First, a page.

Friend or foe?

From the manufacturing floor to the dealer showroom, the automotive industry has nervously pondered that question since the surprise election last fall of President Donald Trump.

Trump’s campaign was run on a pro-business platform, pledging to rewrite overly onerous regulations and complex corporate-tax codes, as well as tear apart international trade agreements considered unfair to national interests and, perhaps most controversially, penalize manufacturers choosing to build products overseas cheaply and sell them back home for bigger profit.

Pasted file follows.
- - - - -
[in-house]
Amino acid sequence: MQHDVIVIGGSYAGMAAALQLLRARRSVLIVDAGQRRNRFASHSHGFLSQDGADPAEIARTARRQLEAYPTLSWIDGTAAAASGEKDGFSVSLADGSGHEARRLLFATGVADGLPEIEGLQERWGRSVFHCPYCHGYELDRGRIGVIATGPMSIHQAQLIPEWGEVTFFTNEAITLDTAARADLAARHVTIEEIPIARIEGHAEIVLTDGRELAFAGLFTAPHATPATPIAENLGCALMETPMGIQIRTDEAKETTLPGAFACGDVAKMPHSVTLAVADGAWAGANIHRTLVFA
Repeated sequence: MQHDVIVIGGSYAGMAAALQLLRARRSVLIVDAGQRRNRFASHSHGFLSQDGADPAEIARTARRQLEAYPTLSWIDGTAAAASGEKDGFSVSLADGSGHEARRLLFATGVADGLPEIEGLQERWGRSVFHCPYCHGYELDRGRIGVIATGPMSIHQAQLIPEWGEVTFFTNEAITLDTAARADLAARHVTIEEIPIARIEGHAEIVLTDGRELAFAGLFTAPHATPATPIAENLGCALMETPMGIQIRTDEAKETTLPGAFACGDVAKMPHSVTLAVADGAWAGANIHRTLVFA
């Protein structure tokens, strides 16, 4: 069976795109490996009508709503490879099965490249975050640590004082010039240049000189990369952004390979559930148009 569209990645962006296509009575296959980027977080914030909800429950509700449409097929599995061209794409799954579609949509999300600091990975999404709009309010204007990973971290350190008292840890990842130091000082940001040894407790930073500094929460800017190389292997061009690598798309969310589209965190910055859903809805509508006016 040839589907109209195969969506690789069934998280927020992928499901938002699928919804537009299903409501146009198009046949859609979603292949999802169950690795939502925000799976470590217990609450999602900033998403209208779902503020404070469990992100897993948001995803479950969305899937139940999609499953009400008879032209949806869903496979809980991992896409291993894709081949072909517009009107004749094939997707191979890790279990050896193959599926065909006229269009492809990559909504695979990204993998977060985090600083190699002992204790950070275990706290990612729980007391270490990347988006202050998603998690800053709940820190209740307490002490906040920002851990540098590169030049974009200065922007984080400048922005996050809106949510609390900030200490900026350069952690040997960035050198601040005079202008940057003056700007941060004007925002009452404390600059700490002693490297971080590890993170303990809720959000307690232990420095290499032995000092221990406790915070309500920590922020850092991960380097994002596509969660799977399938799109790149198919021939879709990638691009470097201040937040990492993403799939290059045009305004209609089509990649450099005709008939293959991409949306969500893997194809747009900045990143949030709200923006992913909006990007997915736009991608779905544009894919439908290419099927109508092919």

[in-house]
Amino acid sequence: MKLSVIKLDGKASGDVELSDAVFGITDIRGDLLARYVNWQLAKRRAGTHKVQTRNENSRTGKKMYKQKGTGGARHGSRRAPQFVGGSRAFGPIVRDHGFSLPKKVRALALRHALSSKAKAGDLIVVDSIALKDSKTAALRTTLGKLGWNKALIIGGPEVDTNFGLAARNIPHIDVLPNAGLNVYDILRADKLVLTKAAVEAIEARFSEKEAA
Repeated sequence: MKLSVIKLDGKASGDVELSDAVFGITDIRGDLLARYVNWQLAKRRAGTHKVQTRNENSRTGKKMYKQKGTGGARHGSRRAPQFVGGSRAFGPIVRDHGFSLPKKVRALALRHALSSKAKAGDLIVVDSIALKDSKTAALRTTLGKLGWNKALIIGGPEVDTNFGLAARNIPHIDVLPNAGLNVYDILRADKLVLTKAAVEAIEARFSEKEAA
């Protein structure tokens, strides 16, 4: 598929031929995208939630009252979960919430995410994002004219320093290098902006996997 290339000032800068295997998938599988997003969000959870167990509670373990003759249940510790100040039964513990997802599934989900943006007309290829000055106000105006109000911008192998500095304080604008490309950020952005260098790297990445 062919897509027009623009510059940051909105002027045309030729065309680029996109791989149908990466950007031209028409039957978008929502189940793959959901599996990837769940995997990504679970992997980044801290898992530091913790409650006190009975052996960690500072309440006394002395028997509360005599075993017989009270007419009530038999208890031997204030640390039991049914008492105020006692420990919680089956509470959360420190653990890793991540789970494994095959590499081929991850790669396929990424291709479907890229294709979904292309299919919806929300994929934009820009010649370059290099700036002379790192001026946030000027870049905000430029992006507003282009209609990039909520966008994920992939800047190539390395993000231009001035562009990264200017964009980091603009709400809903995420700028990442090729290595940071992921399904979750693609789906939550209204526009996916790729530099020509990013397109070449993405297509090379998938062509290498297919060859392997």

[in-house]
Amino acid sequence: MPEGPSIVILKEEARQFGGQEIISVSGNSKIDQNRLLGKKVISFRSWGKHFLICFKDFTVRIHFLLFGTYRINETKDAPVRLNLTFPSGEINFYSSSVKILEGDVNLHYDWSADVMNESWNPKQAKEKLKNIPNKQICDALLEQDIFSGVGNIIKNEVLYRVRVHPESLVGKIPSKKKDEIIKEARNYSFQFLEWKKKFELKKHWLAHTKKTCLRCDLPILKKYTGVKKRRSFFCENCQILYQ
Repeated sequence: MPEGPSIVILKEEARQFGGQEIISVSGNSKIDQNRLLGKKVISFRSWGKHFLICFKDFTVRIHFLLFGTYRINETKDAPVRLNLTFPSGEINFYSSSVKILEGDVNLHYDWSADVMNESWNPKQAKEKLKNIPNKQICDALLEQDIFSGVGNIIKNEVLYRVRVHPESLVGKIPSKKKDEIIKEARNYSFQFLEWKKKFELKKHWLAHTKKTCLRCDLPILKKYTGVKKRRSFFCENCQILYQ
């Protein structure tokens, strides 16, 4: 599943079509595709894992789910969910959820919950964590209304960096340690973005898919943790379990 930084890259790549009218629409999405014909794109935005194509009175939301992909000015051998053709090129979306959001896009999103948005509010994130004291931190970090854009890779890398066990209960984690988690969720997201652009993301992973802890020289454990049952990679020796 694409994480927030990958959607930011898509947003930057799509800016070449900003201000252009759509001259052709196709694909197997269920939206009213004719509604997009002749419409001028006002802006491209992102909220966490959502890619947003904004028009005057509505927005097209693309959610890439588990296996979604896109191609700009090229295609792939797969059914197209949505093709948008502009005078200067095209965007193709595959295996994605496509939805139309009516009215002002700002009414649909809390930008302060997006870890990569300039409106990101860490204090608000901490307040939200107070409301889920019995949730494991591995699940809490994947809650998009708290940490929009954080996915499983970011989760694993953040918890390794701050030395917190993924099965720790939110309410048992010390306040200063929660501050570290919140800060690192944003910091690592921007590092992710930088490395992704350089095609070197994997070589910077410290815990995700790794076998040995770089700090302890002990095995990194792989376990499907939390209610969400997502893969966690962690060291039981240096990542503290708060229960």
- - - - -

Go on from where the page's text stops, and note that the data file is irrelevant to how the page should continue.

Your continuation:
The reforms would spur 25 million new jobs over the next decade and return the country to 4.0% annual economic growth, he promised. But more recently Trump appears to be fighting for his own job rather than those of his constituents. The uncertainty over his future appears to have thrown a wet blanket on actions across the administration and left the auto industry, which falls into the crosshairs of the president’s economic plan, in a strategic lurch.